I noticed yesterday that Walmart here eliminated the bike parts section. They just sell bikes, no parts now. The woman putting action figures on the shelf there said they dropped bike parts due to lack of sales. The bike racks were full of all sorts of junky looking pink, cream color, and baby blue beach cruisers and tiny kids bikes. Nothing with gears.

markk900 01-15-21 05:58 AM


Originally Posted by 2fat2fly (Post 21878828)
I noticed yesterday that Walmart here eliminated the bike parts section. They just sell bikes, no parts now. The woman putting action figures on the shelf there said they dropped bike parts due to lack of sales.

Sadly for Canadians, this appears to be true at Canadian Tire (which in spite of its name was likely the #1 choice for people getting their first, second and even third bikes for decades - I had never seen a dedicated bike shop until my later teens)..... When I was a kid the catalog had several pages of accessories and the parts supplies were plentiful, the bikes were made in England, France or Canada; in the last few years the bikes are not much different than Wally World, and the parts section has gotten to be a smaller and smaller section of the store. Which is a pain because many LBS's are closed here Sunday's so when you need a tire or a tube or a spoke or a cable on one of the prime riding days you haven't much choice (and frankly those consumables were cheaper at Crappy Tire than anywhere else including online). So I stock up whenever they have supply.....(then forget I have a supply stashed away!).

Unca_Sam 01-15-21 08:40 AM


Originally Posted by 2fat2fly (Post 21878828)
I looked at four ladies models in hopes of finding a good used set of rims, two were ladies Hercules models, one a men's Robin Hood, and one 21" Raleigh LTD, all were cheap but not a one had a decent set of wheels. The best was the first Hercules, but the rims had big time chrome loss and pitting in one area, as if it sat in the dirt for a long time with flats. The guy had scrubbed up all the chrome to make it shiny for the pic but kept the bad spots hidden or shaded in the pics. The bike was rusted bad enough in a few spots I wouldn't consider it fixable. All that I looked at were between $40 and $100, but not a one was worth bringing home even for parts. Out of the four, one may have had a decent crankset.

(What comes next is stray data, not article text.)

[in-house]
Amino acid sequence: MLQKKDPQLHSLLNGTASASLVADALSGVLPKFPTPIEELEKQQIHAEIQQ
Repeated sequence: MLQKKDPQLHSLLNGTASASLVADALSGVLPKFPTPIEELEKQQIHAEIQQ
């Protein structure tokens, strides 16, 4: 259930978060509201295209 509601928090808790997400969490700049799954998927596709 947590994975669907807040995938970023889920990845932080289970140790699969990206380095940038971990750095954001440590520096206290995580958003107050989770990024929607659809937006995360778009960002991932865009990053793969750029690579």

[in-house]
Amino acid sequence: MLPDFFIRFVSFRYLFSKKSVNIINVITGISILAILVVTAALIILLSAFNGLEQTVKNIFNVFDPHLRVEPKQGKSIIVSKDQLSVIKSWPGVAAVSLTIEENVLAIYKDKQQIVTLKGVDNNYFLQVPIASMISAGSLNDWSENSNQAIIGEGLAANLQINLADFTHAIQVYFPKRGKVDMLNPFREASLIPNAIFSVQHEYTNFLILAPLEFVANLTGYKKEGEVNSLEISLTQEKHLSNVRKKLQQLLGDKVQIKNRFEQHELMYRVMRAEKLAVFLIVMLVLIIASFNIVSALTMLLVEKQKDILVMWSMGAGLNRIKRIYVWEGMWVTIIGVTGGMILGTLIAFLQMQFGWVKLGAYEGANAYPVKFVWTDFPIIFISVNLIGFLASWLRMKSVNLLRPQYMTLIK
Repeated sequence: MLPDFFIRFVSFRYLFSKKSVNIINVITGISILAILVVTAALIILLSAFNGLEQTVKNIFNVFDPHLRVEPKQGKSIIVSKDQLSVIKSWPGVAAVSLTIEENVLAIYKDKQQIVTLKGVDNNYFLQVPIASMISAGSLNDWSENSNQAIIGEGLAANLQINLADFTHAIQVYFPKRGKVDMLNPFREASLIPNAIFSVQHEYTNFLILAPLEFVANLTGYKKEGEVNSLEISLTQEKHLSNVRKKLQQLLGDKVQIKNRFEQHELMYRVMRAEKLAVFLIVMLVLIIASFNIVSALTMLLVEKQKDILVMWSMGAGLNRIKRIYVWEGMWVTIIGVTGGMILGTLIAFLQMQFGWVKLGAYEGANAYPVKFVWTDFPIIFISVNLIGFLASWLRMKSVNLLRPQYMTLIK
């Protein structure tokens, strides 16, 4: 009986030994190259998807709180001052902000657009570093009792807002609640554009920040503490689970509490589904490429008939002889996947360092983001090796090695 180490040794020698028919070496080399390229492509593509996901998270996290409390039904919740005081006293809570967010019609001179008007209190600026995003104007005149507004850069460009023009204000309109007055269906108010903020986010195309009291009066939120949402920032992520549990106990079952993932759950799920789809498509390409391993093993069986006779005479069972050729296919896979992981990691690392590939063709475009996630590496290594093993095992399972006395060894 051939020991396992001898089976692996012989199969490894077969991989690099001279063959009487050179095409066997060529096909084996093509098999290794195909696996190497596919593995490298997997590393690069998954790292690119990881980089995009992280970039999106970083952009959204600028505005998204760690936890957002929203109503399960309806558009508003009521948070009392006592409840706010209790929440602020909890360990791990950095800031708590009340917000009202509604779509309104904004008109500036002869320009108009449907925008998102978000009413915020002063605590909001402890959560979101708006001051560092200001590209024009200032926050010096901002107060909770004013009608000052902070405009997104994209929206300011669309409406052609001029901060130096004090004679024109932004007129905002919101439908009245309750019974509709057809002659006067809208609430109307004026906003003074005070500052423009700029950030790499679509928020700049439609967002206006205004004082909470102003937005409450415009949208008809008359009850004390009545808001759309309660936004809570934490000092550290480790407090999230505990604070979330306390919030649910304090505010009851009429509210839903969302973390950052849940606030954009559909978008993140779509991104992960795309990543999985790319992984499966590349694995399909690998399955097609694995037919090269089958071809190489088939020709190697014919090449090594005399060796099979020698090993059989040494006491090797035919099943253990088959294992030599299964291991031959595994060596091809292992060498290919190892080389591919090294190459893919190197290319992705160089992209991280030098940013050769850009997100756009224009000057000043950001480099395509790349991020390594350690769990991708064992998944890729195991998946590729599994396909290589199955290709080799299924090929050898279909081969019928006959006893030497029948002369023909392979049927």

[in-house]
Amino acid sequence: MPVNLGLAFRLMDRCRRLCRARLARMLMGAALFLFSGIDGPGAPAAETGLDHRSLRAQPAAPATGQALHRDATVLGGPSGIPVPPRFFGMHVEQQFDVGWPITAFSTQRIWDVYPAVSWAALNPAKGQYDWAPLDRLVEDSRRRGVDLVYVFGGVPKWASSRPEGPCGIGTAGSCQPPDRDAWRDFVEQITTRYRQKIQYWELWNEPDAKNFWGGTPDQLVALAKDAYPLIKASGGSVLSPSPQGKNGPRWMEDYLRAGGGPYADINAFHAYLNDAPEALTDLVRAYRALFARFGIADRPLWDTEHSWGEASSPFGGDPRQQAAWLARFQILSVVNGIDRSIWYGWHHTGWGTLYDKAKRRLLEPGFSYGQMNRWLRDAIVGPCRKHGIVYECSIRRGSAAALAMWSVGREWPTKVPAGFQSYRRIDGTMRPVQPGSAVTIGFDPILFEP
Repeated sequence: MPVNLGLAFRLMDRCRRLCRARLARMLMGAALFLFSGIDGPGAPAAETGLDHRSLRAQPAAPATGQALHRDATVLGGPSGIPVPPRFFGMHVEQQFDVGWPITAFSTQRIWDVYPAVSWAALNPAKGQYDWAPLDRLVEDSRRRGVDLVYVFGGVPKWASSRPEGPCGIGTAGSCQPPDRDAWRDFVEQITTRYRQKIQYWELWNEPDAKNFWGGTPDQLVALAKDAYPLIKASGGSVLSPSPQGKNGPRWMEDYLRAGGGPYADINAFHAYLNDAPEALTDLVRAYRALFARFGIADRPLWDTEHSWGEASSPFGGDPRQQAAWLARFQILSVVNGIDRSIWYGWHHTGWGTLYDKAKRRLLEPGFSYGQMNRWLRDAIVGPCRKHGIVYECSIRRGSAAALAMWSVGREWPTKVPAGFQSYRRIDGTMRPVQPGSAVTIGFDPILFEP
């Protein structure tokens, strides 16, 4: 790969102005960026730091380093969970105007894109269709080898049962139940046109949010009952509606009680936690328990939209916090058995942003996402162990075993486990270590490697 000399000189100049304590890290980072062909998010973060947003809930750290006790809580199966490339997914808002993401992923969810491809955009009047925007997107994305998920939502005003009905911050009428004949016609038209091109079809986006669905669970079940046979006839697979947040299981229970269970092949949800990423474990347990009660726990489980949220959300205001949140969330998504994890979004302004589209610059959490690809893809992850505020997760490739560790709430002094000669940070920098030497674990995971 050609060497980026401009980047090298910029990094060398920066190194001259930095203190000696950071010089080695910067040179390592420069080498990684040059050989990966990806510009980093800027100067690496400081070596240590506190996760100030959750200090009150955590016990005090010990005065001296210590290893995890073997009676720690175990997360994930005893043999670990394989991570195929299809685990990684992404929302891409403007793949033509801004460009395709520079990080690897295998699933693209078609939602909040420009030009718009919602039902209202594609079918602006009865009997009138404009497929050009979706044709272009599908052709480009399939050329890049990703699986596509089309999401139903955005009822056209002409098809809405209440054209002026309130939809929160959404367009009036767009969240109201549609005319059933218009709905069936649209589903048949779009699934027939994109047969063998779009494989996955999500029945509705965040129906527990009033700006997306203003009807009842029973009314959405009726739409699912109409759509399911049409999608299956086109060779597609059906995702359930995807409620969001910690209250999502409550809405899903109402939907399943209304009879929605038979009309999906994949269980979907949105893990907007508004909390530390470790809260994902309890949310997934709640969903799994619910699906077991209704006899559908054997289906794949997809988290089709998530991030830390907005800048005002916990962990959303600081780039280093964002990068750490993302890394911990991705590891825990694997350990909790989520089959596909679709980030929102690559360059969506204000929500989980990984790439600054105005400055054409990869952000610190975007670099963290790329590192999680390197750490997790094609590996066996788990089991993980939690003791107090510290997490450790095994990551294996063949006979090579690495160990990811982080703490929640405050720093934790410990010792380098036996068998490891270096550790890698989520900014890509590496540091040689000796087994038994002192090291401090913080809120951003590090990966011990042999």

I'm starting to think there aren't any good rims left around these parts.
I was thinking about that clean Hercules for $250 on CL, when I went looking for it, it was gone, so i suspect someone got it by now.
Two of the four I looked at last night are no longer listed. Someone felt it was worth while to deal with rusty rims and pitted chrome.

I really find it hard to believe that with as many of these bikes that were built, no one has started to reproduce 32/40h Dunlop (Endrick) rims by now. There surely is a demand for them so long as they weren't too expensive.
I do remember complaining back in the late 70's when I had to buy a new Raleigh Sports front wheel, tire and tube, someone swiped the front wheel on me one day and I needed to match one up. My choices were some cheap American replacement rim for $9.99, or a Raleigh original for $12.99. With the tire, tube, and new wheel I didn't break a $20 bill, but that was a good chunk of my pay check back then. Bike shops now don't sell wheels, your lucky around here if they even stock tires or tubes for the bikes they sell.
I noticed yesterday that Walmart here eliminated the bike parts section. They just sell bikes, no parts now. The woman putting action figures on the shelf there said they dropped bike parts due to lack of sales. The bike racks were full of all sorts of junky looking pink, cream color, and baby blue beach cruisers and tiny kids bikes. Nothing with gears.